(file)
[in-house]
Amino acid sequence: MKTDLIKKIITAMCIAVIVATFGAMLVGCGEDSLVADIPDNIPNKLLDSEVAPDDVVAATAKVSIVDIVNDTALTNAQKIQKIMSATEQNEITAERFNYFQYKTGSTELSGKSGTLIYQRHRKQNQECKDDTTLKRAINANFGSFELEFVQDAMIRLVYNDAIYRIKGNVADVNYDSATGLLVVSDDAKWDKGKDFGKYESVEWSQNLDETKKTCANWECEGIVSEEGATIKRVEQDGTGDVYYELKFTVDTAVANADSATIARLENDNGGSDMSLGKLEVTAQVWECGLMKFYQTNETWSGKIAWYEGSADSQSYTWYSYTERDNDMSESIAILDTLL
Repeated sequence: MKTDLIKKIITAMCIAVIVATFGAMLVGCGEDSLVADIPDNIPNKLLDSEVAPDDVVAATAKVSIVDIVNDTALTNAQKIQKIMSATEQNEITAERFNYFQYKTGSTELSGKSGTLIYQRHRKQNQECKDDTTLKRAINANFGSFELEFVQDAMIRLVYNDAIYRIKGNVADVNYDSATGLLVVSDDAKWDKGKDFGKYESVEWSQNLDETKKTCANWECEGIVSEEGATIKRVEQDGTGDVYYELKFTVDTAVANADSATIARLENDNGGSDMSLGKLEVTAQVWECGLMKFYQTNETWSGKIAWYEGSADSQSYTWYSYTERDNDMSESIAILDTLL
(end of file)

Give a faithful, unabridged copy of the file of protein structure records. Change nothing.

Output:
[in-house]
Amino acid sequence: MKTDLIKKIITAMCIAVIVATFGAMLVGCGEDSLVADIPDNIPNKLLDSEVAPDDVVAATAKVSIVDIVNDTALTNAQKIQKIMSATEQNEITAERFNYFQYKTGSTELSGKSGTLIYQRHRKQNQECKDDTTLKRAINANFGSFELEFVQDAMIRLVYNDAIYRIKGNVADVNYDSATGLLVVSDDAKWDKGKDFGKYESVEWSQNLDETKKTCANWECEGIVSEEGATIKRVEQDGTGDVYYELKFTVDTAVANADSATIARLENDNGGSDMSLGKLEVTAQVWECGLMKFYQTNETWSGKIAWYEGSADSQSYTWYSYTERDNDMSESIAILDTLL
Repeated sequence: MKTDLIKKIITAMCIAVIVATFGAMLVGCGEDSLVADIPDNIPNKLLDSEVAPDDVVAATAKVSIVDIVNDTALTNAQKIQKIMSATEQNEITAERFNYFQYKTGSTELSGKSGTLIYQRHRKQNQECKDDTTLKRAINANFGSFELEFVQDAMIRLVYNDAIYRIKGNVADVNYDSATGLLVVSDDAKWDKGKDFGKYESVEWSQNLDETKKTCANWECEGIVSEEGATIKRVEQDGTGDVYYELKFTVDTAVANADSATIARLENDNGGSDMSLGKLEVTAQVWECGLMKFYQTNETWSGKIAWYEGSADSQSYTWYSYTERDNDMSESIAILDTLL